always heartened to see how New Yorkers navigate such a difficult daily

commute with such spirit and personality."

The subway is a modeling runway of sorts for Batson.

"I notice the changes in fashion," he said. "Where a couple of years

ago the cut-off T-shirt would come about and everyone would be wearing

it, the fashion now is those big shoes."

Like other commuters, Batson also experiences the underground as

theater, at times.

"New Yorkers tend to celebrate public spaces, public parks, walking

down the street, being outside on the weekend. Some of that spills over

into the subway," he said. "I've been in a train and there's a

performance in front of me. I've seen kids break-dancing on the train,

saxophone players, steel pan players. And there's the occasional

preacher."

People's altruism comes to the fore in the subways, according to

Batson.

"The other thing I noticed about New Yorkers is that they're

generous. Despite the many years of homelessness being a visible

problem, people still reach into their pockets and give to those in

need."

Batson, also a committed political activist, finds that drawing on

the subway relieves tension.

"It's very stressful work," he said of his activism around many of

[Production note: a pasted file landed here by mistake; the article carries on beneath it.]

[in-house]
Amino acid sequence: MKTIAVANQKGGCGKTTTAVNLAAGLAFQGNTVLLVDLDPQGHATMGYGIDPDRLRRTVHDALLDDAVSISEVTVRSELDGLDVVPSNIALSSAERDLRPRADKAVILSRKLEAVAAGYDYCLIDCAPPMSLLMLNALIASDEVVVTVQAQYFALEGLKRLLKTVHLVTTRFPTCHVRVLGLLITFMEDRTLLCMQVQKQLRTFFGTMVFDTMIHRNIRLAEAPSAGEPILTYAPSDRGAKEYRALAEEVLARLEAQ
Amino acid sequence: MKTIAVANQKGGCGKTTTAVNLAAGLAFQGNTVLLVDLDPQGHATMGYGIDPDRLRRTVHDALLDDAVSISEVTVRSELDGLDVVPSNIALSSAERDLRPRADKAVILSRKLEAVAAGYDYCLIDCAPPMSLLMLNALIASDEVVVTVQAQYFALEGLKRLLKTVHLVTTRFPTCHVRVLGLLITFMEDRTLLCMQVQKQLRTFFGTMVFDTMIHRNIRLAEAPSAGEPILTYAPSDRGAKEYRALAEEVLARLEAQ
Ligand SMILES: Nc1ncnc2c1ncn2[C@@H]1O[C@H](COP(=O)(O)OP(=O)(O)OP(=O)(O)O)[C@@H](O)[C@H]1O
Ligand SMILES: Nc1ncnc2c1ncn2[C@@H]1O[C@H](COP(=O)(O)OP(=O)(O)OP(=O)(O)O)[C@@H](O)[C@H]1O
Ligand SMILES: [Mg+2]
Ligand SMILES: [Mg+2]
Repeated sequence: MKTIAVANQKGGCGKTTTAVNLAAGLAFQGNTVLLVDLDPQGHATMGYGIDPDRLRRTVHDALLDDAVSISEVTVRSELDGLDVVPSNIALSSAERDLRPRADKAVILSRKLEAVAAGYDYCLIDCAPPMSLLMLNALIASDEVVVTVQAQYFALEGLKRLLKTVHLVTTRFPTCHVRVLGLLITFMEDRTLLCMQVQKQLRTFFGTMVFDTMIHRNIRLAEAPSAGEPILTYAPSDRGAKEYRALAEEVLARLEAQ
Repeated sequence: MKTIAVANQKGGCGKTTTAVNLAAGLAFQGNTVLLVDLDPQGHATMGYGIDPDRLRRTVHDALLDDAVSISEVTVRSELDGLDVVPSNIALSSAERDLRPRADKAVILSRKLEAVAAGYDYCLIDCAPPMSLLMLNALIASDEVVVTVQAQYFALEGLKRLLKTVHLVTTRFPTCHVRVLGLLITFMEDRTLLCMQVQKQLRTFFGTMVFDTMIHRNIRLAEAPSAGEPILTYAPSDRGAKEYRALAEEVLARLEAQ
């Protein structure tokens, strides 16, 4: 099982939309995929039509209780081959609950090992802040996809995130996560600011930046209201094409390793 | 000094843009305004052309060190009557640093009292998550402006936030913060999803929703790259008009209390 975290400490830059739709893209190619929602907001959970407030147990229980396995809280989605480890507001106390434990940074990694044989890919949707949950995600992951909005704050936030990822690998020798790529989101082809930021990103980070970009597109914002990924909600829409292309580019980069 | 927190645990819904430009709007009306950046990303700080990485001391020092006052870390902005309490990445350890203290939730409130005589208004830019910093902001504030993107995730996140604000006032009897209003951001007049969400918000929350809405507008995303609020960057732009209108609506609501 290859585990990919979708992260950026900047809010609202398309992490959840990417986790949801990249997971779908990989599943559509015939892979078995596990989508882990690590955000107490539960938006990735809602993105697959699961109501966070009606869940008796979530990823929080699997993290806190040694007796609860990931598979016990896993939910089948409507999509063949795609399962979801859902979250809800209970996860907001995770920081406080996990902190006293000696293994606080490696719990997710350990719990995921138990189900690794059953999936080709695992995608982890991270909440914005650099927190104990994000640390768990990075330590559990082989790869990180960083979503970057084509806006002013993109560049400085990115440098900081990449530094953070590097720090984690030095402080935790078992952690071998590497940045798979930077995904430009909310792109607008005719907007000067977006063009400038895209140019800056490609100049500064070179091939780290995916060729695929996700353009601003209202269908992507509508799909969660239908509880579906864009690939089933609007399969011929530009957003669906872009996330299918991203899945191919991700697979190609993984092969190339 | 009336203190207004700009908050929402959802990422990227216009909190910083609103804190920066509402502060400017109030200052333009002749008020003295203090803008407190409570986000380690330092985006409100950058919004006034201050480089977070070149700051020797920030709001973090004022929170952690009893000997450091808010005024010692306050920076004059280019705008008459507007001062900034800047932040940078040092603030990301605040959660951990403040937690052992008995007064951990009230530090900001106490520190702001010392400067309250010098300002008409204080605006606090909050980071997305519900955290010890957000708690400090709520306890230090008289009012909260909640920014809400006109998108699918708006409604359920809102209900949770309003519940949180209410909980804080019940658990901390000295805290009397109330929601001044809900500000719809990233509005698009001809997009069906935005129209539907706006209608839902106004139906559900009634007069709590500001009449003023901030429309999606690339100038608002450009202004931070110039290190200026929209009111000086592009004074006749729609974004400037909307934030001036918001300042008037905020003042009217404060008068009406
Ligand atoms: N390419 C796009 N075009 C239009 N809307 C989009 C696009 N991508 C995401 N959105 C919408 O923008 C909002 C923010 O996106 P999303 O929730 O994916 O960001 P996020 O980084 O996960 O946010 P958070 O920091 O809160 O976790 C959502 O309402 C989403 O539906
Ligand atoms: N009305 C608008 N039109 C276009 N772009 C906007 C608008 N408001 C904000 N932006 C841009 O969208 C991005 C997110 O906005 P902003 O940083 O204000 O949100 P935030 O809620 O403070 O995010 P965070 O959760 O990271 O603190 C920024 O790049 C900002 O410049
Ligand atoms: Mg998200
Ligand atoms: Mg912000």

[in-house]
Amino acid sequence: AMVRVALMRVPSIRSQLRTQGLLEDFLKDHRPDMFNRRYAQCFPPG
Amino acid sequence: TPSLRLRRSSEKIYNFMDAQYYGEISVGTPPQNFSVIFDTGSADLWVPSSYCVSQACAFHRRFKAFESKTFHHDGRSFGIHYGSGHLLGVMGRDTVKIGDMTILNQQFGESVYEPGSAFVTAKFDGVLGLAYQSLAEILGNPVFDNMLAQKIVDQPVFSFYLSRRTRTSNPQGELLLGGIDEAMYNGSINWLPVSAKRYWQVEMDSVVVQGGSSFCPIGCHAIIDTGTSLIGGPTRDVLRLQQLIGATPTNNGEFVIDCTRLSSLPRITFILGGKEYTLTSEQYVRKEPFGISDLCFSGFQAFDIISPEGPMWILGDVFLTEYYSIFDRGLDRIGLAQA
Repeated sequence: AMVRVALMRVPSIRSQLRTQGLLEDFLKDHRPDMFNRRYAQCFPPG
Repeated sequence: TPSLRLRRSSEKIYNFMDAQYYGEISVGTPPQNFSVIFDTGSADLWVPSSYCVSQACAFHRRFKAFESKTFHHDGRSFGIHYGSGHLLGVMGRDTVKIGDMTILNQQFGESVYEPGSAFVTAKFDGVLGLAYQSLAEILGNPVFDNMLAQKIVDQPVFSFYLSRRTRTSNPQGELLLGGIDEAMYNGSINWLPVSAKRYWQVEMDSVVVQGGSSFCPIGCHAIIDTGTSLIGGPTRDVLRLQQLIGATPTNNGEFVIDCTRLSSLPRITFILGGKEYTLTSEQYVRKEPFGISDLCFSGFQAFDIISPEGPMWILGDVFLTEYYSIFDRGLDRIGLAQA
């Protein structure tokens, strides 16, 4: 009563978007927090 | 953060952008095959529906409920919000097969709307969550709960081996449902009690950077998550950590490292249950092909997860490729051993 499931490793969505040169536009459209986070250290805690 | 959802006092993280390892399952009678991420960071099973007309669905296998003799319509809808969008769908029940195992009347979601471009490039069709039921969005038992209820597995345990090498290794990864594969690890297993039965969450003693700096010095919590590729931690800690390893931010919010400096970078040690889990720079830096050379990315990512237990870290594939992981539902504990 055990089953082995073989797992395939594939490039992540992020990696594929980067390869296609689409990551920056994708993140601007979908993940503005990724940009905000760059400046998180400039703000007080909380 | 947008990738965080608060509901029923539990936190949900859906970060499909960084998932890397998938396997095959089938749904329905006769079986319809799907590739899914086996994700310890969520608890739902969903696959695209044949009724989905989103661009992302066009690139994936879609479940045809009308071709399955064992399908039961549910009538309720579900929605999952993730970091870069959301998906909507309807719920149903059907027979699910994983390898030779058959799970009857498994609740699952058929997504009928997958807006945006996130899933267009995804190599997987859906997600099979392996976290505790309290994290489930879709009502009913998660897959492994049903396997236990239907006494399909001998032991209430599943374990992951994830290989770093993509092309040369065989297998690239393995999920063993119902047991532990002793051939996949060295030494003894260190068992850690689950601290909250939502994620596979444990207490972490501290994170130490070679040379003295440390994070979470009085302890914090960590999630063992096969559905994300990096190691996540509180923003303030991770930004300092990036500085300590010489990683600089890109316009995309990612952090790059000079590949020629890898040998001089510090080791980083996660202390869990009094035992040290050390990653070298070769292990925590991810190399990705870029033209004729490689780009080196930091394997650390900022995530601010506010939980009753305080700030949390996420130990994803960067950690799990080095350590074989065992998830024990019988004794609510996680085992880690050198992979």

the social conflagrations of the day, such as the Diallo shooting. "When

I draw on the subways I find it more relaxing than anything I could

do."

The artist has also found that his hobby can be an opener for

interaction with his subjects.

"I've had wonderful coversations with people from just drawing

them," he said.

Batson chose the F line as his moving studio because of some

special features.

"The cars are nicer," he said. "On other lines you sit in rows

facing each other like in a waiting room. The F is laid out more like a

living room. I see the seats more like couches."

A wish dear to Batson's heart is to see his work exhibited in the

subways.

"I would be honored," he said. "I think there should be one car

that's devoted entirely to art. Why not be inspired on your way to

work?"

In taking his ballpoint pen and sketch pad into the cars, the artist

hopes he's setting an example others will follow.

Said Batson: "I hope that by drawing on the train, other people will

begin to realize they can find time for their talents."